Four Marketing Plan Strategies that will Impact Your Budget
An effective marketing plan lays out the forward-going strategies that will move the company toward the one- and five-year goals. But a good marketing plan is not just a listing of programs and dollars. The plan takes account emerging technologies as well as costs and program impact. Here are four areas that a solid marketing plan takes into consideration.
1. There is a very large number of marketing strategies to take advantage of. It has only been a few years since social media such as LinkedIn and Twitter became a marketing channel and B2B companies started to take advantage of them. Now there are hundreds of online technologies that are used for everything from sales to product support. There are so many, in fact, that it has gotten to the point where it is difficult to keep up.
Add to that all the newer strategies such as content marketing, influencer marketing, marketing automation and mobile app development and you have a very big pot of marketing strategies to choose from. A marketing plan that uses each strategy effectively requires an understanding of your industry and their responsiveness to various marketing methods so that you can allocate dollars where they will have the most impact.
2. New marketing technologies will require a bigger budget than you expect.
Everyone likes to try the “next big thing” when it comes to digital marketing and the newest “next big thing” seems to be appearing in the market place every week. For example, live-interaction applications such as Blab and Periscope have caught on with B2B companies which have been leveraging them for product support and question-and-answer sessions. Many new technologies have promise and could probably be used to connect with audiences, but they also have a higher cost.
Since these “new things” are indeed new, the cost for trying them goes up due to the need to test them and work out the bugs in your method of marketing with them. Costs such as extra personnel to research, learn, plan and test the implementation add up. These are people who could be working on tried-and-true methods, so integrating the new methods into the marketing plan becomes a lost opportunity cost.
3. There are hidden costs to marketing programs. Whether the programs are online or offline, inbound or outbound, they have hidden costs; extra personnel, extra printing, increased postage costs, extra travel and even the need for online reputation management should something go wrong. A smart marketing plan adds in extra dollars for the hidden costs that are likely to arise. Here are some examples:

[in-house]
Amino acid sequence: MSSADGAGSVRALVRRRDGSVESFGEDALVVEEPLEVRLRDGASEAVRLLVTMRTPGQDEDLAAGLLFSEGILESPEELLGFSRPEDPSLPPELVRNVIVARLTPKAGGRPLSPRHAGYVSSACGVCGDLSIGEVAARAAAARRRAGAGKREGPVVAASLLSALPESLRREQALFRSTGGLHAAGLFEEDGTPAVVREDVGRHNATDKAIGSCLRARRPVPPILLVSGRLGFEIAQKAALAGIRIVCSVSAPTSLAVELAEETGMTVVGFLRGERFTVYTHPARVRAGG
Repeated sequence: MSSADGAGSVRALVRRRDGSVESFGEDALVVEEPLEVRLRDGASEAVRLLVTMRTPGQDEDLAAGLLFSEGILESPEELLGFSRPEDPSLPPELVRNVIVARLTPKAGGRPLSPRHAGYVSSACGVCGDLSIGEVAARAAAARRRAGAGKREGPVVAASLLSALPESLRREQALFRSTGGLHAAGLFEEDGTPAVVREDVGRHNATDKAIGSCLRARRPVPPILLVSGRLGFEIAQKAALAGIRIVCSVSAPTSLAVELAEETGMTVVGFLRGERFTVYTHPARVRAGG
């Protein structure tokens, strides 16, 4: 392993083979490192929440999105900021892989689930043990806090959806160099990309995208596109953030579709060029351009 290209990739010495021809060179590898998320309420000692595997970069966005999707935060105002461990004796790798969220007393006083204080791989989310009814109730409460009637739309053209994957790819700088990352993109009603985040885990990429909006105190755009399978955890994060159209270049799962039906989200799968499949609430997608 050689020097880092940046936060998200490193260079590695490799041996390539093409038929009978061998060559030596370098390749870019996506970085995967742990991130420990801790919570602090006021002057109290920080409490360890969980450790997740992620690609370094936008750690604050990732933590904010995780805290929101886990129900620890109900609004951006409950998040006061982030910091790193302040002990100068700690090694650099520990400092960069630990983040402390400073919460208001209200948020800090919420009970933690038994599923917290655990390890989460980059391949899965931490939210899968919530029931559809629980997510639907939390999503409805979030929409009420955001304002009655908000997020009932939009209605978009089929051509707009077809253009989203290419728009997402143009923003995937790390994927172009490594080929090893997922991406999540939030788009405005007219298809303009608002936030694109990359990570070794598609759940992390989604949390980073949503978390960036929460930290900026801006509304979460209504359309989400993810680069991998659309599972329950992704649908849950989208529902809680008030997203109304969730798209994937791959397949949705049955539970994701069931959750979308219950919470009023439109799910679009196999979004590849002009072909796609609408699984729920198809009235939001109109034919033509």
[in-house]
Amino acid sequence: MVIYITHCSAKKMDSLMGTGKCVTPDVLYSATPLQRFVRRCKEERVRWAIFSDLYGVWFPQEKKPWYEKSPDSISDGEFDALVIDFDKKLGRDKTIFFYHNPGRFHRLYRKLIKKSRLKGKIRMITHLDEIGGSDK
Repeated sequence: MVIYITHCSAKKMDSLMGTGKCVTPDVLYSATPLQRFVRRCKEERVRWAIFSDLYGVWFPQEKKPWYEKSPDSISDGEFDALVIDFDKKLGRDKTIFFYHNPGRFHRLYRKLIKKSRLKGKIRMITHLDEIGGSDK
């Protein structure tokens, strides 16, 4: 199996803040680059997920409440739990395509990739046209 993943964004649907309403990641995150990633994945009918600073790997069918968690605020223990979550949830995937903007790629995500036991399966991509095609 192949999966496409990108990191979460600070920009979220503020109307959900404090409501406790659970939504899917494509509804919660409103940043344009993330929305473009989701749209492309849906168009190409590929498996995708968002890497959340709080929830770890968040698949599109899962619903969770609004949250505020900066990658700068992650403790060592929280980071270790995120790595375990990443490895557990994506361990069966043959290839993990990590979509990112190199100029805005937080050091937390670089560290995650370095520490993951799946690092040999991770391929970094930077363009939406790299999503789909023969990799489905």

Online marketing strategies:
- Anticipated expenses: new and better Search Engine Optimization (SEO). More display ads on an increased number of targeted websites, more marketing directed at influencers and industry experts.
- Hidden expenses: more personnel; designers, content managers, web masters. Printed literature for the influencers. Expanded tracking, data analysis and record-keeping. Training of inbound personnel to answer questions and inquiries. Re-vamping the website will require a web designer, an art designer and a copywriter, which means training and ramp-up can cause lowered productivity.
Outbound marketing strategies:
Trade shows and conventions:
- Anticipated expenses: larger booth, more videos, printed handouts, personnel costs.
- Hidden: extra printing costs, shipping printed materials, training the sales people, outbound calls to get influencers into meetings with your people at the trade show, shipping of product demo units and after-show support for phone calls from attendees.
4. The costs of some marketing strategies can be reduced significantly. For example:
Outbound marketing: The cost of print advertising can be reduced by negotiating with the salesperson. Buying larger quantities of ads or combining print ads with renting their mailing list can drive costs down by thousands of dollars. In-box flyers can be printed on-demand at the mailing house rather than bulk-printed; thereby saving hundreds of dollars in printing and storage costs.
Online marketing: Pay-per-click (PPC) ads can become less expensive as the search words are optimized and the ads are clicked. Joint online advertising with other businesses drops costs significantly. Press tours and press releases can be done online, thereby reducing travel expenses.
Before you put together your marketing plan, consider the areas we discussed above. A good marketing plan does more than list out marketing strategies and tactics. A good plan considers the more subtle influences on the budget and accounts for them. To learn more about effective budgeting for 2017, download KEO Marketing’s free Marketer’s Guide titled “5 Critical Steps for Planning Your 2017 Marketing Budget.”
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With more than 25 years of hands on marketing strategy and operations experience, Sheila Kloefkorn is dedicated to developing marketing strategies and plans that help clients succeed. Some of the world's largest brands have depended on Sheila for marketing programs that delivered tangible and substantial results. Specialties: B2B marketing, lead generation, lead nurturing, sales strategy, marketing strategy, competitive marketing strategy, social media, search engine optimization (SEO), search engine marketing (SEM), mobile marketing, email marketing, website design, marketing plans.